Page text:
The first version of Eudora was created in the 1980s by Steve Dorner who was working at the University of Illinois at Urbana-Champaign. It took Dorner over a year to create the first version of Eudora, which had 50,000 lines of C code and ran only on the Apple Macintosh. In 1991, Qualcomm licensed Eudora from the University of Illinois and distributed it free of charge. Qualcomm later released Eudora as a consumer product in 1993, and it quickly gained popularity. Available both for the IBM PC and the Apple Macintosh, in its heyday Eudora had tens of millions of users.
After 15 years, in 2006, Qualcomm decided that Eudora was no longer consistent with their other major project lines, and they stopped development. “In my opinion it was the finest email client ever written, and it has yet to be surpassed. I still use it today, but, alas, the last version of Eudora was released in 2006,” said Len Shustek, chairman of the Museum’s Board of Trustees. “With thanks to Qualcomm, we are pleased to release the Eudora source code for its historical interest.”
The discussion with Qualcomm for the release of the Eudora source code by the company’s museum took five years. Qualcomm has transferred ownership of the code, the Eudora trademarks, copyrights, and the Eudora domain names to the Computer History Museum. The transfer agreement allows CHM to publish the code under the very liberal BSD open source license, which means that anyone can use it for either personal or commercial purposes.
Martial arts comedy musical INNERSELF Screening Event
Geek Red Carpet
INNERSELF, the latest production from director Johnny Wu, is a martial arts musical coming of age story about a young man who was bullied when he was young and is now himself a bully. After realizing what he has become, he struggles to become a better man. The film's Kung fu, choreography and vibrato coupled with the discipline to discover our inner self reveals the hidden master in all of us.
The cast and crew were on hand for a special screening of this fun feature film in the large 400-seat theatre at the Atlas Cinemas Lakeshore 7.
It's been a long time since the Great Lakes Geek studied topology and he wasn't around when they used this book. But it's great to see John Kelley's classic graduate level textbook from the 1950s-70s in general topology available online in a variety of formats for free.
A great resource for Windows previous versions documentation. Has content for older products or services, such as release notes, deployment guides, and how-to articles. If you're looking for specific information (like Windows 8.1 release notes or how to repair a Windows image), you can use the Search box to search all of the older Windows client libraries.
The Great Lakes Geek just finished reading (listening to actually) Make Your Bed - Little things that can change your life by Admiral William H. McRaven (US Navy Retired)
On May 17, 2014, Admiral William H. McRaven addressed the graduating class of the University of Texas at Austin on their Commencement day. Taking inspiration from the university's slogan, "What starts here changes the world," he shared the ten principles he learned during Navy Seal training that helped him overcome challenges not only in his training and long Naval career, but also throughout his life; and he explained how anyone can use these basic lessons to change themselves-and the world-for the better.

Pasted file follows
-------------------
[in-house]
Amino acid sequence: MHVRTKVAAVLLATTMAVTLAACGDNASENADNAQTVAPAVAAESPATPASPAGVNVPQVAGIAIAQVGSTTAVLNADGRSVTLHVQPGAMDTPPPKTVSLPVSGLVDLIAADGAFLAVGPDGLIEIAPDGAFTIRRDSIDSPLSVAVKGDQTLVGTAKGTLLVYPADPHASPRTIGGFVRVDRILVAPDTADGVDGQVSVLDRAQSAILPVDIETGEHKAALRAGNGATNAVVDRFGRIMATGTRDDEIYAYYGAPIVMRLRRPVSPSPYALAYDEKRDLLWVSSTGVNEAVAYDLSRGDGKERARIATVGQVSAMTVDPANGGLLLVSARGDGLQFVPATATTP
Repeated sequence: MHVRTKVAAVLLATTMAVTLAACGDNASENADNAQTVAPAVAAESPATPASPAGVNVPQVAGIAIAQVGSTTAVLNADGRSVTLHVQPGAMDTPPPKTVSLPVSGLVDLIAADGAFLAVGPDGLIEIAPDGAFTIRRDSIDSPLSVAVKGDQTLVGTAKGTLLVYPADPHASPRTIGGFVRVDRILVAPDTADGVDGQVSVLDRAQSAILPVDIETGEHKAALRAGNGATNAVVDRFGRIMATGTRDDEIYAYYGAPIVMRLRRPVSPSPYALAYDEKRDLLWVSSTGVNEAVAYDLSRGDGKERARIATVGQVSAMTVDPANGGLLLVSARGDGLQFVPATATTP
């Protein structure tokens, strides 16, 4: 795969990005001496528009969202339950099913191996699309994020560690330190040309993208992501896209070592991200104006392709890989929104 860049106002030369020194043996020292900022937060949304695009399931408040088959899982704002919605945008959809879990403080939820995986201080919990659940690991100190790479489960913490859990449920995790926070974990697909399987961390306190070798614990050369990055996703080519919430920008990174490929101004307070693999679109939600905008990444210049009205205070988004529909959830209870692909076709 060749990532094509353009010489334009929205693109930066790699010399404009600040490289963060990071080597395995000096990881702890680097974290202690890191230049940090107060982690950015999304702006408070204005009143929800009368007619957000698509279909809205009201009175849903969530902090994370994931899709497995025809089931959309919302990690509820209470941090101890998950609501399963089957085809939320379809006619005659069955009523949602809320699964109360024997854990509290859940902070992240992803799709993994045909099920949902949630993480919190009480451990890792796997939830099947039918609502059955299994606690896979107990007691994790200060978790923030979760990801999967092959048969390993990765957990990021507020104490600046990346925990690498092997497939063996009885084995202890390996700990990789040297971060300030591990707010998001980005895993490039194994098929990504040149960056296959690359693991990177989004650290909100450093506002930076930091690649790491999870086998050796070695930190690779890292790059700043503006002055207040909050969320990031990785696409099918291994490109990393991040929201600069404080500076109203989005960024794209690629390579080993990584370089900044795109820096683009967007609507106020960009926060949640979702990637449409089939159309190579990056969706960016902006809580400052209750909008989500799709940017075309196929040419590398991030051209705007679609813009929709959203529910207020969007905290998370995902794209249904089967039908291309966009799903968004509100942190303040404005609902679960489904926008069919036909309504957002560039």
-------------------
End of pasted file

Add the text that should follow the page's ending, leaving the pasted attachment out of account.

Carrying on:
The last post about the probability of tossing a coin and getting 10 heads in a row prompted a question about the lottery. The conversation between Leonard's mother Beverly and Sheldon on the Big Bang Theory comes to mind:
Beverly: Is that a rhetorical point, or would you like to do the math?
Sheldon Cooper: I'd like to do the math.
Beverly: I'd like that, too.
Here we go. Say there are 44 possible numbers and you have to pick the lucky 6 to win. How many ways are there of choosing a 6-number combo from the 44?
The formula is C (44,6) which is 44 factorial divided by (6 factorial x 38 factorial) or 44! / (6! *38!). Then the probability of coming up with a specific 6 number combination is 1 over that number.
Refresher: Factorial is the product of that number and all the positive integers less than it. So, 6 factorial, designated as 6! is the product of 6x5x4x3x2x1 or 720. Factorial get huge fast. For example, 10! is 3,628,800. So 44! is huge and 1/44! is minute.
To see the chances for a particular lucky number being in the selected 6, you want to find the probability that the winning 6 number combination will contain any given number. First, you want to figure out how to not pick that number.
You have to choose the 6 numbers from the other 43 so use the formula C(43, 6). There are C(44,6) - C(43,6) combinations which include your lucky number.
The probability is then that result divided by C(44,6).
Computer techies (OK, geeks) Bob Coppedge and Dan Hanson used to take groups to various places of interest to computer professionals (OK, other geeks). They called it Bob and Dan's Excellent Adventures.
This video from 2004 was just unearthed from some old DVDs. This was a different adventure as Bob and Dan visited a cemetery and visited the graves of some old technology - from dBase to Win 95 before facing their own demise.
John Perry Barlow was a founder of the Electronic Frontier Foundation and a strong believer in cyber liberties, He co-founded the EFF in 1990 with John Gilmore and Mitch Kapor to promote Internet civil liberties and to champion free expression and privacy online.
He passed away Wednesday at the age of 70.
Barlow was also a lyricist for the Grateful Dead and co-wrote songs with the Dead's Bob Weir such as Mexicali Blues and Cassidy.
I got to meet Barlow at Comdex in Las Vegas in 2002 when he was a panelist debating Internet civil liberties.
John Perry Barlow at Comdex 2002
Also on the panel was Richard Stallman who launched the GNU Project, founded the Free Software Foundation, developed the GNU Compiler Collection and GNU Emacs, and wrote the GNU General Public License.
Richard Stallman at Comdex 2002
I had heard that Stallman in particular was not easy to get along with but both men were very gracious in sharing their time after the debate in discussing issues with a geek from Cleveland.